by Andrew Kirkpatrick

 Comments (16)


October 8, 2010

This post is subject to Adobe's Terms of Use.

Today I am thrilled to attend an event at the White House where President Obama signs into law the 21st Century Communications and Video Accessibility Act of 2010. This act includes a number of provisions intended to increase access to video programming on television and the internet, require as access to the user interfaces used to access information online via smart phones, and require access to on-screen menus for DVD players and set-top boxes.

Specifically, the bill establishes that:

  1. Within one year of passage of the Act that the FCC will define regulations to make Advanced Communications Services accessible to and usable by people with disabilities (Section 716)
  2. Effective three years after passage of the Act, internet browsers built into mobile phones will need to support accessibility in the browser’s features and functions (Section 718)
  3. Within 60 days the FCC will establish a committee to advise on video programming and emergency access, and that group will develop reports (Section 201)
    • a report within 6 months which includes deadlines for the delivery of closed captioning services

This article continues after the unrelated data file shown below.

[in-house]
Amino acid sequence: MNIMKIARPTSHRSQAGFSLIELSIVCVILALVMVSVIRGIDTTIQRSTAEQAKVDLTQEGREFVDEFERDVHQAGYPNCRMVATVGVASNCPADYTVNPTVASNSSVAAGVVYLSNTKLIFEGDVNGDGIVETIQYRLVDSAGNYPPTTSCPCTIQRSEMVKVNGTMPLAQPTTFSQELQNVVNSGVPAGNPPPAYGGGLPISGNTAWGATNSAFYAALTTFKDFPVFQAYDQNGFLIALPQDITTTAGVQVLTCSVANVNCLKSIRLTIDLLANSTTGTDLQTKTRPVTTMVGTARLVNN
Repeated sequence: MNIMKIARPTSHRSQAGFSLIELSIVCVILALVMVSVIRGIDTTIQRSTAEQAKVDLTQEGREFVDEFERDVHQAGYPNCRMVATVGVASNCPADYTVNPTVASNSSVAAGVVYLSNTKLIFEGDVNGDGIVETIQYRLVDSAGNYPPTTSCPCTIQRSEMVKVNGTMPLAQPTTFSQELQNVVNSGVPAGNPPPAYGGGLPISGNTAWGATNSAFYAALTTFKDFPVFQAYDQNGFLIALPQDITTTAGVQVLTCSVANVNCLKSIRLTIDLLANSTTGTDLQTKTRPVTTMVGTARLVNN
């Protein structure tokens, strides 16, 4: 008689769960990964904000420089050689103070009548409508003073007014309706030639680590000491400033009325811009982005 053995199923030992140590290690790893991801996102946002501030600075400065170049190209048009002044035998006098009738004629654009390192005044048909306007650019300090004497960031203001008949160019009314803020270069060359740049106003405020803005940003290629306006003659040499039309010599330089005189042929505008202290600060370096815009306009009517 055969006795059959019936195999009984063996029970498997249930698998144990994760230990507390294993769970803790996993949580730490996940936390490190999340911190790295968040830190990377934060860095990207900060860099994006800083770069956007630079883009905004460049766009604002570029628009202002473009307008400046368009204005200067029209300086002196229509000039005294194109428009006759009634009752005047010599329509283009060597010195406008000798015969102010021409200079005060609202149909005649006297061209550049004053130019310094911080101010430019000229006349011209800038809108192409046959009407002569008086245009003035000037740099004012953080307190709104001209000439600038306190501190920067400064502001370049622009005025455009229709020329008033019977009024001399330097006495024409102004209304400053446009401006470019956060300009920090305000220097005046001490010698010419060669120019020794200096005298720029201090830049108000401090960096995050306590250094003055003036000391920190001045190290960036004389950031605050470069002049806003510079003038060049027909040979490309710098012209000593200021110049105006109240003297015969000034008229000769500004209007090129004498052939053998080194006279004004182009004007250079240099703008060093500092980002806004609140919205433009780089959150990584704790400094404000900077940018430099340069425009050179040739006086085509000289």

• a report within 18 months recommending the schedule for the delivery of video description
  4. Within 6 months, the FCC will set a schedule for requiring closed captions on video displayed online, for video that was delivered with captions on broadcast television. (Section 202)
  5. The FCC will commence an evaluation within one year of the passage of the Act to investigate the technical challenges, benefits, and technical challenges around video description for online video. (Section 202)
  6. The FCC will define regulations within 18-36 months which require access to the controls that accompany video programming (e.g. play, pause, closed captioning, volume controls) to enable access for people who are blind or visually impaired. (section 204)
  7. The FCC will define regulations within 18-36 months which require on-screen menus and program guides to be accessible to people who are blind or low-vision. (Section 205)

Adobe supports the provisions of the 21st Century Communications and Video Accessibility Act as great advances to ensure equal access for people with disabilities. The most immediate impact of this legislation on developers using Adobe tools will be the delivery of closed captions for video online, followed by the provision of accessible controls for video and video description to aid comprehension of content by users who are blind or visually-impaired. Adobe tools already provide direct support for some of these requirements:

  • Adobe introduced support for closed captioning in Flash video and provided a closed captioning component in Flash CS3 in April 2007, and has continued to improve and provide this in Flash CS4 and CS5. This component greatly simplifies the process of adding captions to video in FLV or H.264 formats.
  • Adobe provides video controls in the FLVPlayback component, initially delivered in October 2008, which are accessible by default for assistive technology users. Offering controls that keyboard or assistive technology users can use is easily accomplished with Flash CS4 and CS5.
  • For the past few years, video providers including MTV, Hulu, CNET, YouTube, and others have used Flash to display video with closed captioning, taking advantage of features in the Flash Player to accomplish this.